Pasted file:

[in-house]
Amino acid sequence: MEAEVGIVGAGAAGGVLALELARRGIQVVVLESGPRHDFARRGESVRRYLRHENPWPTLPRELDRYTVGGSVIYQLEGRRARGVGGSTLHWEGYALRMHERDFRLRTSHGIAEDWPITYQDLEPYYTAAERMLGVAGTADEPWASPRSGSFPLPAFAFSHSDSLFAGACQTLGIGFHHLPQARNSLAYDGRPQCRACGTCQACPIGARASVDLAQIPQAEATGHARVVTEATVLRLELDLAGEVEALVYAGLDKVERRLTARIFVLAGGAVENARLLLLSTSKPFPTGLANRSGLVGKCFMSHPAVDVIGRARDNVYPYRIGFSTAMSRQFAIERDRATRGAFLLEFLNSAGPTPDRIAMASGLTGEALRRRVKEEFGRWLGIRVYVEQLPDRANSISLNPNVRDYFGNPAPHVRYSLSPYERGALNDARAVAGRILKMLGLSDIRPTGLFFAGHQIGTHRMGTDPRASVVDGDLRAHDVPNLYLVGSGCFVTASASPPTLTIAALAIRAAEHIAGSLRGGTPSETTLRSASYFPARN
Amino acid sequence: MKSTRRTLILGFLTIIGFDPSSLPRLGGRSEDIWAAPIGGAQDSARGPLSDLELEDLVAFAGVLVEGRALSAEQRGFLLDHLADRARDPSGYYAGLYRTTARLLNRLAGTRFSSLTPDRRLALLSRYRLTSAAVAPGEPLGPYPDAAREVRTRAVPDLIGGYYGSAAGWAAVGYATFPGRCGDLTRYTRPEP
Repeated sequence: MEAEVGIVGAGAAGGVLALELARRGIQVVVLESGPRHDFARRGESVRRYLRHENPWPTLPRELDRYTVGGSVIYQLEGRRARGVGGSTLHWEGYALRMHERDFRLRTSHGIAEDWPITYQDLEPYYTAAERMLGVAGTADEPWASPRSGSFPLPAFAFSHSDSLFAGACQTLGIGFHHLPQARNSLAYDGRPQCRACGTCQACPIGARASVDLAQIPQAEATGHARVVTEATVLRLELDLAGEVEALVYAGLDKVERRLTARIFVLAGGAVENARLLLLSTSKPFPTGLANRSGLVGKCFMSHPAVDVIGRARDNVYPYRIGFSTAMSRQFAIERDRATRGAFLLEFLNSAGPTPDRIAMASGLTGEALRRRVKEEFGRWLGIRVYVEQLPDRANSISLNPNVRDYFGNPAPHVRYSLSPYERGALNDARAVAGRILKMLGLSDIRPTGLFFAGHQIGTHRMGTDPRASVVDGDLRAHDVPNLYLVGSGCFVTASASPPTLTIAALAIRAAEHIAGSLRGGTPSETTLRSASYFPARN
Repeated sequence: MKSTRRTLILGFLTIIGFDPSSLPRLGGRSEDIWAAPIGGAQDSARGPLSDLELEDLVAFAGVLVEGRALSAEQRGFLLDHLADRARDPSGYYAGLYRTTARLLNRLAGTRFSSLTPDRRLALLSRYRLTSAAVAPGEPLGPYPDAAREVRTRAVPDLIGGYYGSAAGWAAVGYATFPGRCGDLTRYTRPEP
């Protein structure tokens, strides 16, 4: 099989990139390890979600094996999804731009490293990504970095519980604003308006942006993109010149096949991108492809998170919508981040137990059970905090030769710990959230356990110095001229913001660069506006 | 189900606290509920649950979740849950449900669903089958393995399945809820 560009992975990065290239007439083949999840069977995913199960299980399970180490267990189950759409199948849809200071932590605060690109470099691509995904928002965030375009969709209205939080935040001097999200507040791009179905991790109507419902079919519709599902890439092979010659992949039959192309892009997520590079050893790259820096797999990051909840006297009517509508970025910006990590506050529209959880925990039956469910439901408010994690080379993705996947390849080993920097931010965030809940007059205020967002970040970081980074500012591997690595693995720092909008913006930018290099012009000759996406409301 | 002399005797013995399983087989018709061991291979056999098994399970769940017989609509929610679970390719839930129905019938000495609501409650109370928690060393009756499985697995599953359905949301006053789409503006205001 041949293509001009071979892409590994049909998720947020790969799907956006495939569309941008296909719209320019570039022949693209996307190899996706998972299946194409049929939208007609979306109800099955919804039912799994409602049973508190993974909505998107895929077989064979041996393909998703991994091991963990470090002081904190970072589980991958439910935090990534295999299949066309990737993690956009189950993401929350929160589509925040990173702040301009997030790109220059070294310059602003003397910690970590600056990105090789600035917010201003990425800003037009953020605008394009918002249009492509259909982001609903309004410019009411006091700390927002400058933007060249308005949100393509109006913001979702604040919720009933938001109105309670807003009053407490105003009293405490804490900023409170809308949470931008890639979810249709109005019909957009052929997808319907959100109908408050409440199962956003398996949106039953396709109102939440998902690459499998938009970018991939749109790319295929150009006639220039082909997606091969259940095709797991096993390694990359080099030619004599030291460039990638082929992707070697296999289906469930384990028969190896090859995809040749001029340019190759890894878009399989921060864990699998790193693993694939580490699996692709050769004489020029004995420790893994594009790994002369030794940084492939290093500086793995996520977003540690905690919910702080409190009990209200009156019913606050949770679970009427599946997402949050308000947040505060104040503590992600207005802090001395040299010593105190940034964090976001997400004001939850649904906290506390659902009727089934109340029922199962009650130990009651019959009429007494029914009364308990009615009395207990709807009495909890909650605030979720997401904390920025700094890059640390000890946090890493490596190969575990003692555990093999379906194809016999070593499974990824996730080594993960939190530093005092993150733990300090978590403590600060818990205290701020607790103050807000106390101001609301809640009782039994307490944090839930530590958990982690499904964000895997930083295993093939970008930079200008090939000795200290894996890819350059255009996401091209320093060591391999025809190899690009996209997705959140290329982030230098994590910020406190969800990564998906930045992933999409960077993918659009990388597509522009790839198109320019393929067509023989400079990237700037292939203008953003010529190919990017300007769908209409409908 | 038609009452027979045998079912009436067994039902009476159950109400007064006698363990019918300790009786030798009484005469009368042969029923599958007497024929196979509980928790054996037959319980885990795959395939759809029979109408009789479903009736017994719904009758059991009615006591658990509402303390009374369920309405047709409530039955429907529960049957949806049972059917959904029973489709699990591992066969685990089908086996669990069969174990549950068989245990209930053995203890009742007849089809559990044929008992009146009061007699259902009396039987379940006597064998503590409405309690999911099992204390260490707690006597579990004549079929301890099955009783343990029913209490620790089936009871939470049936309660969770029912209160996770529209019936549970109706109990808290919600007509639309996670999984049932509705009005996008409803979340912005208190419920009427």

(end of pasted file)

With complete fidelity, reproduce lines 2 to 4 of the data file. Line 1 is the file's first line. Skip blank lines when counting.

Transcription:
Amino acid sequence: MEAEVGIVGAGAAGGVLALELARRGIQVVVLESGPRHDFARRGESVRRYLRHENPWPTLPRELDRYTVGGSVIYQLEGRRARGVGGSTLHWEGYALRMHERDFRLRTSHGIAEDWPITYQDLEPYYTAAERMLGVAGTADEPWASPRSGSFPLPAFAFSHSDSLFAGACQTLGIGFHHLPQARNSLAYDGRPQCRACGTCQACPIGARASVDLAQIPQAEATGHARVVTEATVLRLELDLAGEVEALVYAGLDKVERRLTARIFVLAGGAVENARLLLLSTSKPFPTGLANRSGLVGKCFMSHPAVDVIGRARDNVYPYRIGFSTAMSRQFAIERDRATRGAFLLEFLNSAGPTPDRIAMASGLTGEALRRRVKEEFGRWLGIRVYVEQLPDRANSISLNPNVRDYFGNPAPHVRYSLSPYERGALNDARAVAGRILKMLGLSDIRPTGLFFAGHQIGTHRMGTDPRASVVDGDLRAHDVPNLYLVGSGCFVTASASPPTLTIAALAIRAAEHIAGSLRGGTPSETTLRSASYFPARN
Amino acid sequence: MKSTRRTLILGFLTIIGFDPSSLPRLGGRSEDIWAAPIGGAQDSARGPLSDLELEDLVAFAGVLVEGRALSAEQRGFLLDHLADRARDPSGYYAGLYRTTARLLNRLAGTRFSSLTPDRRLALLSRYRLTSAAVAPGEPLGPYPDAAREVRTRAVPDLIGGYYGSAAGWAAVGYATFPGRCGDLTRYTRPEP
Repeated sequence: MEAEVGIVGAGAAGGVLALELARRGIQVVVLESGPRHDFARRGESVRRYLRHENPWPTLPRELDRYTVGGSVIYQLEGRRARGVGGSTLHWEGYALRMHERDFRLRTSHGIAEDWPITYQDLEPYYTAAERMLGVAGTADEPWASPRSGSFPLPAFAFSHSDSLFAGACQTLGIGFHHLPQARNSLAYDGRPQCRACGTCQACPIGARASVDLAQIPQAEATGHARVVTEATVLRLELDLAGEVEALVYAGLDKVERRLTARIFVLAGGAVENARLLLLSTSKPFPTGLANRSGLVGKCFMSHPAVDVIGRARDNVYPYRIGFSTAMSRQFAIERDRATRGAFLLEFLNSAGPTPDRIAMASGLTGEALRRRVKEEFGRWLGIRVYVEQLPDRANSISLNPNVRDYFGNPAPHVRYSLSPYERGALNDARAVAGRILKMLGLSDIRPTGLFFAGHQIGTHRMGTDPRASVVDGDLRAHDVPNLYLVGSGCFVTASASPPTLTIAALAIRAAEHIAGSLRGGTPSETTLRSASYFPARN